What I Learned at Bandcamp: Phantom Party
Phantom Party is a new surf rock band from Phoenix. The four piece, comprised of Joshua Capati, Nathaniel Levine, Matthew Slusser and Austin Cooper, formed after the disbanding of several local acts.
In May, the group released Stellar, a five-track EP available to stream of purchase on Bandcamp. The album was recorded and mixed in multiple bedrooms across Chandler.
Below, read The Spec’s interview with Phantom Party and listen to tracks from the new release…
Tell us a little about yourselves…
Josh: We are a surf rock band from Phoenix. This band started because of songs written for a side project of mine, but it took on a life of it’s own after my old band broke up. We recorded our EP Stellar in two bedrooms with one microphone. We added Nathan Levine on second guitar last month and we hit the road to California playing a few shows. DIY or die.
How long have you been making music?
Matt: Five months. We’ve all been in bands in the past so we kind of know the flow, but this is our first time all together.
Who/what are your influences?
Josh: We all come from different backgrounds. Some of us like listening to Black Flag, Descendents, Nirvana, and heavier bands like that. However, we can’t help but dip our toes into Dick Dale and the Beach Boys. More recent bands include FIDLAR and Wavves.
What is your favorite song you’ve released and why?
Austin: I really enjoy “Catholic School“–the first track on our EP. It leads off the EP well because it’s energetic. The Stellar EP is kind of eclectic; when I hear it, each song has a different feel, so we start off most of our live shows with that song because it gets your blood pumping.
Josh: I would also say “Catholic School.” It’s fast, it drives hard and, like Austin said, it perfectly opens our set. I really love playing surf guitar, which is kind of how that song sounds.
Matt: “Skin.” The way Josh plays the guitar in that song has a haunting vibe that I really dig on. There’s a dark groove on that song that I really enjoy riding.
Nathan: I like “Sunflower Eyes” because it’s bright. I love the characteristics and dynamics of the chorus, especially.
Upcoming projects, where do you want to go from here?
Josh: We plan on playing more shows and start the process of recording an album.
Austin: I played with Josh in a band before, and one thing I’ve found is that he doesn’t stop writing. With that said, we played a short run of shows in California playing about ten songs every night and more coming to fruition. We’ll have some new stuff out soon.
If you could no longer be a musician, what would you be or do for a living?
Nathan: I’d definitely be a filmmaker. That’s what I fell in love with first, and what I started doing first.
Matt: I’d also be a filmmaker, but mostly in horror movies. I have always been a huge fan of horror movies. They play a monumental part of my life. I’d either say that or a writer because that’s what I spend the rest of my time doing.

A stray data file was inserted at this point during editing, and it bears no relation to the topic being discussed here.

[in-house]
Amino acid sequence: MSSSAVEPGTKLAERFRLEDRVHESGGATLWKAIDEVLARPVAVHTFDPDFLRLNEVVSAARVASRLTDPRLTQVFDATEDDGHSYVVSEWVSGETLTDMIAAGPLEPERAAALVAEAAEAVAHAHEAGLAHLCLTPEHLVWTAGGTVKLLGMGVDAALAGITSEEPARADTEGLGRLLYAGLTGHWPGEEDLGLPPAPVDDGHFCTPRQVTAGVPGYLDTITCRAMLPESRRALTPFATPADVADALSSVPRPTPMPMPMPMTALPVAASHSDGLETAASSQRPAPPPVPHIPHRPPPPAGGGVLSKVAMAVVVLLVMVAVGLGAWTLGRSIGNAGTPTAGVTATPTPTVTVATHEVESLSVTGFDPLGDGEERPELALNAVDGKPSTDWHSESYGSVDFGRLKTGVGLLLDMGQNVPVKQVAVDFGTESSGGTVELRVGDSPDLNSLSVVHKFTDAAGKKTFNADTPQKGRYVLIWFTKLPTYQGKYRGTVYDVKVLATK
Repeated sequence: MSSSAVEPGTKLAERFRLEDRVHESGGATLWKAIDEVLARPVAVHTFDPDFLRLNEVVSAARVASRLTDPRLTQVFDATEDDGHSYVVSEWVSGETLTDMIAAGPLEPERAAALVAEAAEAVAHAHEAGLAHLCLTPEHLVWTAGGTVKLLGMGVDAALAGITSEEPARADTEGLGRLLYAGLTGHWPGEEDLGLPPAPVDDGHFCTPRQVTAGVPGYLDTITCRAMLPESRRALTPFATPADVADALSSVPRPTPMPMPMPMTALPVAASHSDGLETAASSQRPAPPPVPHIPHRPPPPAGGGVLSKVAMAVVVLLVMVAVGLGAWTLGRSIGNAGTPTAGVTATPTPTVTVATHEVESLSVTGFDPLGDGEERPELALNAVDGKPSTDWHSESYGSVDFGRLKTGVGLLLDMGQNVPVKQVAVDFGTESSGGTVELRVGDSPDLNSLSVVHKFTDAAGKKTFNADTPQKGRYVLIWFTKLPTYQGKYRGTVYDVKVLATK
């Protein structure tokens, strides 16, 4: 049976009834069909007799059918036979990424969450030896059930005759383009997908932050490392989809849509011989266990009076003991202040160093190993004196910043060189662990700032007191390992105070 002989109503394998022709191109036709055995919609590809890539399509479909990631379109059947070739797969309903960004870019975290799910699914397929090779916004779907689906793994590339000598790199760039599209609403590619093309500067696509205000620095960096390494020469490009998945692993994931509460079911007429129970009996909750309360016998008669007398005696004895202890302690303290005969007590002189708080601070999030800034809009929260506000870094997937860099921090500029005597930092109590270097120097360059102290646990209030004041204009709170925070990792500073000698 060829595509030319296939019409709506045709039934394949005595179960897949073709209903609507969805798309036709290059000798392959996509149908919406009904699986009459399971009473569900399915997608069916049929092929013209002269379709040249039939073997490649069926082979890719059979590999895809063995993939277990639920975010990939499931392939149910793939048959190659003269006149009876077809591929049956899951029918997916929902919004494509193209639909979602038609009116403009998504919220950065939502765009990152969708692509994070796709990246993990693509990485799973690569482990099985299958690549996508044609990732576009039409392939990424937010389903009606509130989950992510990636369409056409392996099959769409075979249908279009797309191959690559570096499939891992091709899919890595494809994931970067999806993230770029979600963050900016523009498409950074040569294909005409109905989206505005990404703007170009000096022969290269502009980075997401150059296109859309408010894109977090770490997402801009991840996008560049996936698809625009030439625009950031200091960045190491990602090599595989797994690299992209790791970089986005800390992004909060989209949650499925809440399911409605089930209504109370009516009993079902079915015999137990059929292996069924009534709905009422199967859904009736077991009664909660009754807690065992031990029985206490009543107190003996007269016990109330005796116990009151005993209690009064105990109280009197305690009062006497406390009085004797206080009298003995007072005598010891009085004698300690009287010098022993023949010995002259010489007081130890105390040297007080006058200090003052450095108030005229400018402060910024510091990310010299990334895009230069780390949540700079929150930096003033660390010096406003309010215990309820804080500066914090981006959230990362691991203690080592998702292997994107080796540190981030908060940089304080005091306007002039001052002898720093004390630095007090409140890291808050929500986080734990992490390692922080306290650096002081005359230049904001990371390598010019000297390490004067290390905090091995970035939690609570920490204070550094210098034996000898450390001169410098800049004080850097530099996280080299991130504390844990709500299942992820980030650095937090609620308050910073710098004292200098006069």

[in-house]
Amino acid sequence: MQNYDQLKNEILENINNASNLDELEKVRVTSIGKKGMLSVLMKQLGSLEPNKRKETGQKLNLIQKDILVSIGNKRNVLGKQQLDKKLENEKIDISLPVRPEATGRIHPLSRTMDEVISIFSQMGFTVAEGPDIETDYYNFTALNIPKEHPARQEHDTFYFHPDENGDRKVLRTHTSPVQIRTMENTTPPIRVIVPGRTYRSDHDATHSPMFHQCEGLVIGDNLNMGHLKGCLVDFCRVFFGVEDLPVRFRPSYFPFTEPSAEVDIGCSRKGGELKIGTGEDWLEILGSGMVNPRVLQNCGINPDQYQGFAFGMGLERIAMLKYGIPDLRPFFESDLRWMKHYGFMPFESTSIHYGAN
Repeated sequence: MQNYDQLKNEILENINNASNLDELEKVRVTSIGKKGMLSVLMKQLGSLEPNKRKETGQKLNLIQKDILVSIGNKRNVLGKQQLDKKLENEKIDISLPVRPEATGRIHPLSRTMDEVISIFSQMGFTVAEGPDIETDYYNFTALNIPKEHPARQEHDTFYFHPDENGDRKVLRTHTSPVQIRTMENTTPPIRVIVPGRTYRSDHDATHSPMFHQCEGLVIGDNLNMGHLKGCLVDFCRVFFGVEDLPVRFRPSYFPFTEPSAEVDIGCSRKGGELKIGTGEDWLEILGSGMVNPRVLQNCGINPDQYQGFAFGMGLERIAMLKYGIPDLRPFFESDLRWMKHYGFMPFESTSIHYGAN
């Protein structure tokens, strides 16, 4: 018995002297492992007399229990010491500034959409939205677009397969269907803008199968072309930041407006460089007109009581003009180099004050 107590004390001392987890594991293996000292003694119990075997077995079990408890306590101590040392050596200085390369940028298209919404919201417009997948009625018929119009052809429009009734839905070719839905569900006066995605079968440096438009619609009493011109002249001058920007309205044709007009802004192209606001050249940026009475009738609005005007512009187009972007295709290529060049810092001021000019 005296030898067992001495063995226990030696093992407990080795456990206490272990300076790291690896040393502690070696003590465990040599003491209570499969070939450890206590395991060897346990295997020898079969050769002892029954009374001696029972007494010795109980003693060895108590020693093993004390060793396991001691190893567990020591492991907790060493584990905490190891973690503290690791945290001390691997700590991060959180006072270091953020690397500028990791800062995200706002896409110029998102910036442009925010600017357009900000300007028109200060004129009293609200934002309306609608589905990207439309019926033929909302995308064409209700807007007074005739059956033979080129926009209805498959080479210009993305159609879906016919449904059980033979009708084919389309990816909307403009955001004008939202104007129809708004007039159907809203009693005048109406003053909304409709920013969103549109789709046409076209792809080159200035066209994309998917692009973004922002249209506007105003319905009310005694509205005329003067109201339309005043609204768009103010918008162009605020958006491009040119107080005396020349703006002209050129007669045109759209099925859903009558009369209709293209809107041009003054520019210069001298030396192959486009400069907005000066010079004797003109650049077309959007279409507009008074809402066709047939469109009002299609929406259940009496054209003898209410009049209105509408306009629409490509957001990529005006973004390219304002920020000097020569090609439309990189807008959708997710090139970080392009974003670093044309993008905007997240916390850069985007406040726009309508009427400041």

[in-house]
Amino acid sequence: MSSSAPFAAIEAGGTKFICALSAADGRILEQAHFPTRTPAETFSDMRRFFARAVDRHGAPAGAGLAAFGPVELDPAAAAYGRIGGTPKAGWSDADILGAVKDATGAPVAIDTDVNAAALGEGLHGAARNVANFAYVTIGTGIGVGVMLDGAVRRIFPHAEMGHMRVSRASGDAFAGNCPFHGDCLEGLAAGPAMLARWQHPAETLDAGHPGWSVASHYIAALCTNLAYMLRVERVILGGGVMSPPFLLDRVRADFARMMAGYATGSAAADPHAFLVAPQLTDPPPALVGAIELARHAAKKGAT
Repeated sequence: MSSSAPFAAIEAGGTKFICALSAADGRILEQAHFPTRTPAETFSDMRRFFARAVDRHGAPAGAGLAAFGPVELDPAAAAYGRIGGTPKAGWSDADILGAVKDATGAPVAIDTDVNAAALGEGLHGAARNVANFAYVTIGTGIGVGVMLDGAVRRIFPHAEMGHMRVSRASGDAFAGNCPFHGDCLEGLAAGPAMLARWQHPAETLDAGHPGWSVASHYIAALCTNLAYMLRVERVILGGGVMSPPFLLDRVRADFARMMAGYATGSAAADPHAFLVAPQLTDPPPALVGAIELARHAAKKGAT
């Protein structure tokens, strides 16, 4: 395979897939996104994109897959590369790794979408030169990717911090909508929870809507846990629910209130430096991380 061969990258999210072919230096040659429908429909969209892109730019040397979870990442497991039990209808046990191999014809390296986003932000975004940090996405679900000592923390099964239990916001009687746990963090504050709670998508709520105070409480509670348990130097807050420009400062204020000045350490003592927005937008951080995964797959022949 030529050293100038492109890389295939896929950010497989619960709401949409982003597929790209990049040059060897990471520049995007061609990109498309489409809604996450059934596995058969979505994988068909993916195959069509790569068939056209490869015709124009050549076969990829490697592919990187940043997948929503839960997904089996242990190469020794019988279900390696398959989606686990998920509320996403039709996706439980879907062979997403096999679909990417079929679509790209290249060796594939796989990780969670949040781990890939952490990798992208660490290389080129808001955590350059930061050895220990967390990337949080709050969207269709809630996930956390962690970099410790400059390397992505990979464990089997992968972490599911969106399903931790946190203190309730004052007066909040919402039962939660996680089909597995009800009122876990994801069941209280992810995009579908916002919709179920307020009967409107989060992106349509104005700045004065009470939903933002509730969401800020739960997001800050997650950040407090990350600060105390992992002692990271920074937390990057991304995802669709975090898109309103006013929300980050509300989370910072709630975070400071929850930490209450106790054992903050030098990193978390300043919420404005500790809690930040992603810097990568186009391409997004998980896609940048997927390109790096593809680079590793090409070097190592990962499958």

Josh: I want to be a museum curator. History is a passion of mine. It’s dorky, I know, but I don’t give a shit. The idea of processing and recording artifacts and retelling their stories is a beautiful thing to me.
Austin: I’d want to be a psychologist. There’s something about learning about the human mind that fascinates me. Everyone thinks they’re so complex, which we are, but there’s something about the soft science that makes me feel like we aren’t as complicated as we think.
What musicians or bands do you look up to?
Josh: Brian Wilson, Joe Strummer, and Buddy Holly. I love their attitudes and musicianship. I love how they went against the grain and out out what they wanted to put out. No matter how many people said “you can’t do it,” they did it anyway.
Austin: Dave Grohl is number one. Nirvana is my favorite band, and watching Dave wail on the drums showed me that the drums sound best when you’re beating the crap out of them. Plus, his outlook on music and the industry is very intriguing. I would love to sit down and have coffee with him while talking about where he thinks music is headed. Justin Pierre from Motion City Soundtrack is also up there, because he actually acknowledges his fans individually. I don’t see many famous people doing that, so the fact that he takes time out of his day to answer a question I might send him is a big deal. Van McCann of Catfish and the Bottlemen and Marissa Paternoster of the Screaming Females are slowly climbing the list, too.
Nathan: Michael Angelakos of Passion Pit. There are so many reasons I like him. He overcame so many problems and still managed to create beautiful, uplifting music. I consider him the Van Gogh of synth pop.
Matt: Tom Waits. Tom exemplifies a kind of fierce, rough originality that is impossible to find anywhere else. Whether he’s in a studio or a junkyard, you’re gonna get some brilliant music.
Why do you make music?
Josh: We all got into it for different reasons, whether it’s because of creative energy, expression, or we simply have nowhere else to go. We are cursed with the desire to not do what other people do. People gladly give up dreams for the 9-to-5, but we aren’t the kind of people to be ordinary.
Anything else you’d like readers to know that we haven’t asked you about?
Austin: We are super new so we don’t have a huge amount of fans, but thank you to everybody who supports us. It doesn’t go unnoticed. Plus, thank you to The Spec for supporting the scene with this website and doing this interview. There are so many great bands that simply don’t get the recognition they deserve and I’m fortunate for every listener we get.
Josh: With that said, you can buy our Stellar EP on CD for $5 or download it at Bandcamp for free. All the cash goes to the band instead of a middleman or whatever. We can keep in touch at Facebook or Instagram. We’re always down to talk to new people.